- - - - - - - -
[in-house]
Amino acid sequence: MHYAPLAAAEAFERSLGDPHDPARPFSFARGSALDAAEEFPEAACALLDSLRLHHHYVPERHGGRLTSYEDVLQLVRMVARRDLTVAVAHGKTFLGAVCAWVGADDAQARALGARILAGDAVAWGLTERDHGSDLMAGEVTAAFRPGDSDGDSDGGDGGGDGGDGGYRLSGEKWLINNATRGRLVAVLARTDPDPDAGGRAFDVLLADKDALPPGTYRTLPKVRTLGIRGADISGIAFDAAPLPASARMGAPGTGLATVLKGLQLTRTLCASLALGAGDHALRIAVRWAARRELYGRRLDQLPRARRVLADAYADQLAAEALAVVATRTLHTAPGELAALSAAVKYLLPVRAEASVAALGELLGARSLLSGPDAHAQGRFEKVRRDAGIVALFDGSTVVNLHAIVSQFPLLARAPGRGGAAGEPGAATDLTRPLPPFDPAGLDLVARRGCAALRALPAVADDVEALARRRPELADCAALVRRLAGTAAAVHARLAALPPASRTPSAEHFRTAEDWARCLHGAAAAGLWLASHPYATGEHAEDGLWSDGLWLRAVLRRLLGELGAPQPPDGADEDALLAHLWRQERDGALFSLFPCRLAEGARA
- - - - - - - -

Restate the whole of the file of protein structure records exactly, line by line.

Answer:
[in-house]
Amino acid sequence: MHYAPLAAAEAFERSLGDPHDPARPFSFARGSALDAAEEFPEAACALLDSLRLHHHYVPERHGGRLTSYEDVLQLVRMVARRDLTVAVAHGKTFLGAVCAWVGADDAQARALGARILAGDAVAWGLTERDHGSDLMAGEVTAAFRPGDSDGDSDGGDGGGDGGDGGYRLSGEKWLINNATRGRLVAVLARTDPDPDAGGRAFDVLLADKDALPPGTYRTLPKVRTLGIRGADISGIAFDAAPLPASARMGAPGTGLATVLKGLQLTRTLCASLALGAGDHALRIAVRWAARRELYGRRLDQLPRARRVLADAYADQLAAEALAVVATRTLHTAPGELAALSAAVKYLLPVRAEASVAALGELLGARSLLSGPDAHAQGRFEKVRRDAGIVALFDGSTVVNLHAIVSQFPLLARAPGRGGAAGEPGAATDLTRPLPPFDPAGLDLVARRGCAALRALPAVADDVEALARRRPELADCAALVRRLAGTAAAVHARLAALPPASRTPSAEHFRTAEDWARCLHGAAAAGLWLASHPYATGEHAEDGLWSDGLWLRAVLRRLLGELGAPQPPDGADEDALLAHLWRQERDGALFSLFPCRLAEGARA